Authors: Shari Anton
Copyright © 2004 by Sharon Antoniewicz
At Her Service
copyright © 2004 by Sharon Antoniewicz All rights reserved. No part of this book may be reproduced in any form or by any electronic or mechanical means, including information storage and retrieval systems, without permission in writing from the publisher, except by a reviewer who may quote brief passages in a review.
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First eBook Edition: April 2004
His hand cupped her cheek as a battle played out on his rugged features. “You tempt me beyond reason, woman.”
“No more than you tempt me.”
His forehead pressed against hers, and his breath felt warm on her face. “Have you ever been kissed, Eloise?”
“A time or two.”
His mouth slid over hers then, gentle and moist, making her head go light. With eyes closed, she rushed headlong into unfamiliar territory and reveled in the sensations that both frightened and thrilled her.
She’d lied to him. She’d never been kissed, not like this.
“Anton handles history with a deft hand, even as she spins a tale that will capture the reader’s heart.”
The Ideal Husband
To Ross and Ruth Foley who are courageously giving love a second chance. Here’s a toast to your success!
An author is part of a team. Mine is excellent.
My agent, Pamela Hopkins, who has never lost faith in me.
My editor, Karen Kosztolnyik, who challenges me to write the best story possible.
And you, the readers, whom we all strive to please.
My sincerest thanks to all of you!
HE SUMMONS was delivered by a nervous squire in Sir John Hamelin’s pointed manner. Father wished to see her in his accounting room
Eloise Hamelin’s boot heels clicked briskly over the passageway’s plank floor, confident she could defend each of her recent purchases.
Maintaining a castle as huge and well manned as Lelleford required certain purchases. Eloise spared her father the task of buying mundane items, like spices and kegs of ale, sacks of various grains, barrels of salted fish—staples of the winter food supply—and other necessities. For her trouble he didn’t begrudge her the occasional trinket.
Yesterday, merchants from all over England had attended the yearly village fair, making their goods readily available for her inspection and she’d taken full advantage. Her trinket consisted of several ells of utterly lovely, finely woven wool, a purchase that she’d deemed vital, and likely the reason for this morning’s abrupt summons.
Most of the wool would be sewn into winter tunics for her father. Even under ordinary circumstances she would be remiss to send the lord of Lelleford back to Westminster—to enjoy the grand festivities of the king’s Christmas court—garbed in less than elegant fashion.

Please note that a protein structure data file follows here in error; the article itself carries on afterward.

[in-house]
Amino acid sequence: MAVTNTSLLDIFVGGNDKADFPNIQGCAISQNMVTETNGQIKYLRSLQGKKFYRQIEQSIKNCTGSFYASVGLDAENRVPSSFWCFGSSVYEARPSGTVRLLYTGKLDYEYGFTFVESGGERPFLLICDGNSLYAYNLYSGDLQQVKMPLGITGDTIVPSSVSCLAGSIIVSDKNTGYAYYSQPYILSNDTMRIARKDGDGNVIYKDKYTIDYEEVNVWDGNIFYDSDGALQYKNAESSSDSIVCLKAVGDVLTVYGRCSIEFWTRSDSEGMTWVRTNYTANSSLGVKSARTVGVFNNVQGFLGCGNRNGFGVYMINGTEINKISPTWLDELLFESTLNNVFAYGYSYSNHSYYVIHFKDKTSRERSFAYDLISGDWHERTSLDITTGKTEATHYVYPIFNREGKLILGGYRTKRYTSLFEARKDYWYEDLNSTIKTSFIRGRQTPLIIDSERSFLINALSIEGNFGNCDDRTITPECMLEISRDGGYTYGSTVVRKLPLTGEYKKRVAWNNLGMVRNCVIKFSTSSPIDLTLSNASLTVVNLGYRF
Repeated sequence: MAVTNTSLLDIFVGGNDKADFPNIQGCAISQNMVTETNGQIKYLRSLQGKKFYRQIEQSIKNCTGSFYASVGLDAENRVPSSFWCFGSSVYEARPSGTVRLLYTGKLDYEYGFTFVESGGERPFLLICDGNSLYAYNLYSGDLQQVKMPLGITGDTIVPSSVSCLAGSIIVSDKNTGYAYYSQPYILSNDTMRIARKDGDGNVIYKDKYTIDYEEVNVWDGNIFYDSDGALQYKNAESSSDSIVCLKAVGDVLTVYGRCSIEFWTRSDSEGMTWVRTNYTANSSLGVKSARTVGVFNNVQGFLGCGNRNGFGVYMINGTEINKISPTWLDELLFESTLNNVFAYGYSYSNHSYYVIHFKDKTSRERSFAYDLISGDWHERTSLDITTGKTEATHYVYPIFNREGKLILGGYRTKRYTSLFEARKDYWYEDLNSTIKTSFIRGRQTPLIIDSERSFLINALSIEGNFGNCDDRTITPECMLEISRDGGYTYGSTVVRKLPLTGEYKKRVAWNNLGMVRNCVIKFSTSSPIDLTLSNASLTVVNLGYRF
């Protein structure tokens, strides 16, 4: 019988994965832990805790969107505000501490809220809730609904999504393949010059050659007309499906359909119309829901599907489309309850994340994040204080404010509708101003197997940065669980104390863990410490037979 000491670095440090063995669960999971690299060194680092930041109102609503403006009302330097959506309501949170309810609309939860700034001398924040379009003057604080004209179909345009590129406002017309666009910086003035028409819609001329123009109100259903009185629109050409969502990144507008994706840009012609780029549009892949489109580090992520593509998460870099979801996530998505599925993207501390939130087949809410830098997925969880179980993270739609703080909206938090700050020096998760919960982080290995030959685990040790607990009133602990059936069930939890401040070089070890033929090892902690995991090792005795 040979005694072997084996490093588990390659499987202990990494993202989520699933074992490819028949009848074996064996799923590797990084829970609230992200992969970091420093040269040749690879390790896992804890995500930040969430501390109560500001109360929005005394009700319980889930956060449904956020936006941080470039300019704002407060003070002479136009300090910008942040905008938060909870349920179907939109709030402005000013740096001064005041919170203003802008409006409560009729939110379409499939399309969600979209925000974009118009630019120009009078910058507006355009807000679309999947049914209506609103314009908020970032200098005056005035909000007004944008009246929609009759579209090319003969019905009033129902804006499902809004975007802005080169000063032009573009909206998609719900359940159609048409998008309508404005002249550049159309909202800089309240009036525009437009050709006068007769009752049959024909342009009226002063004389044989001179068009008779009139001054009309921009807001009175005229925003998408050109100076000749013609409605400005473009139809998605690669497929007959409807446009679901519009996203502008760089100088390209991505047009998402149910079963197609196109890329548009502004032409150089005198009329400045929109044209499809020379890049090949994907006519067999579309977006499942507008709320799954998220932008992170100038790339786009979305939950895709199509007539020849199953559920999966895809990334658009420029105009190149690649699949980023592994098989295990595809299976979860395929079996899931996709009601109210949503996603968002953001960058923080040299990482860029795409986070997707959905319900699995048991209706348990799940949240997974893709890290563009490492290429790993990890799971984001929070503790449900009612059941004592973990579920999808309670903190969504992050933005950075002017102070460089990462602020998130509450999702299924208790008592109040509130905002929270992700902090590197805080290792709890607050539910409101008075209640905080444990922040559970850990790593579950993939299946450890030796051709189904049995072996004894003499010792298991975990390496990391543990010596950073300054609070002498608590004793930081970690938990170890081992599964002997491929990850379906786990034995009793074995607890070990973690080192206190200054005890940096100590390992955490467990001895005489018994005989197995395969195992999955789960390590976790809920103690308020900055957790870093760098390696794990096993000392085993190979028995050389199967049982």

The remaining wool was for her own gowns, suitably styled and elegantly trimmed. She hadn’t yet told her father of her desire to accompany him to court, waiting for the right moment to make her request without risking outright denial.
let her accompany him.
Eloise didn’t doubt Father intended to contract another betrothal for her while at court. What better time to negotiate a marriage bargain than while mingling among the highborn men of the kingdom? ’Twas her destiny to marry well, and she accepted the duty.
Except this time she wanted a look at her intended husband first, to ensure him healthy and strong—unlike Hugh St. Marten, who’d fallen dead at her feet on the church steps before he could utter his marriage vows.
The horror had left her numb for days. Even now, two months later, the sorrow over Hugh’s death lingered. She’d not known him well, but he’d been too likable a man not to feel saddened that one so young should die so suddenly and ignobly.
People tried not to remind her of Hugh’s death, but occasionally she’d see pity in their eyes and hear them mutter “poor Lady Eloise” when they thought she didn’t hear, and she abhorred being pitied.
She paused outside the accounting room’s door. With a flight of hands over her emerald velvet gown and a quick tuck of a rebellious strand of long hair back into her braid, she ensured her appearance without fault.
Spine straight, chin set, she rapped on the heavy oak door.
Her father’s voice held a sharp edge, even though muffled through the door. Perhaps this wasn’t the right time to make her request.
She heard the bolt slide. The door flew open into a small chamber that smelled of crisp parchment, pungent ink, and beeswax candles. Before she could blink, he pulled her into the chamber.
Eloise gasped at the carnage, unable to comprehend why parchment scrolls littered the dark oak desk, or why an overturned bottle dripped indigo ink onto the brown robe of unconscious Brother Walter, who sprawled face-down beside the desk.
Ye, gods! Was the monk dead? Nay. The young cleric breathed, though shallowly. Her hand trembled as she bent toward the bloody gash at his temple.
The door slammed, making her flinch.
“Leave him be!”
Too confused to do aught else, Eloise withdrew at her father’s sharp command. Fury darkened his dove gray eyes to pewter, a near match to his thinning hair. Never before had she seen his barrel chest heave so rapidly, nor felt so fragile in his imposing shadow.
Desperate to make sense of the senseless, she ventured to ask, “What happened?”
He waved a meaty hand at the monk recently retained as his clerk. “Yon dolt proved unworthy of my trust. You can do what you will with him after I am gone.”
“Gone where? Why?”
He strode toward the desk and shoved several scrolls into a black leather pouch.